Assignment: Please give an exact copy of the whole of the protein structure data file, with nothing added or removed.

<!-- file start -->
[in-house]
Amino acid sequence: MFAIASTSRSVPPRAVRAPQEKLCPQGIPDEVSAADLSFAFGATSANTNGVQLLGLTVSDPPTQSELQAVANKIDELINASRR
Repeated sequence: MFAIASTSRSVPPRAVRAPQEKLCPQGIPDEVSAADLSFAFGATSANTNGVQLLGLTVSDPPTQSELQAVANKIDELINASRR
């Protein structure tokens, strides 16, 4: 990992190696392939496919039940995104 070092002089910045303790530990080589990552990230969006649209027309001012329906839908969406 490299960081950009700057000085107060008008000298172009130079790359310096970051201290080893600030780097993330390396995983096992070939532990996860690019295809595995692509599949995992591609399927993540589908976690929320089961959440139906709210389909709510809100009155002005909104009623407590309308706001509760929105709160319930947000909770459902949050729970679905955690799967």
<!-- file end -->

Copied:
[in-house]
Amino acid sequence: MFAIASTSRSVPPRAVRAPQEKLCPQGIPDEVSAADLSFAFGATSANTNGVQLLGLTVSDPPTQSELQAVANKIDELINASRR
Repeated sequence: MFAIASTSRSVPPRAVRAPQEKLCPQGIPDEVSAADLSFAFGATSANTNGVQLLGLTVSDPPTQSELQAVANKIDELINASRR
């Protein structure tokens, strides 16, 4: 990992190696392939496919039940995104 070092002089910045303790530990080589990552990230969006649209027309001012329906839908969406 490299960081950009700057000085107060008008000298172009130079790359310096970051201290080893600030780097993330390396995983096992070939532990996860690019295809595995692509599949995992591609399927993540589908976690929320089961959440139906709210389909709510809100009155002005909104009623407590309308706001509760929105709160319930947000909770459902949050729970679905955690799967």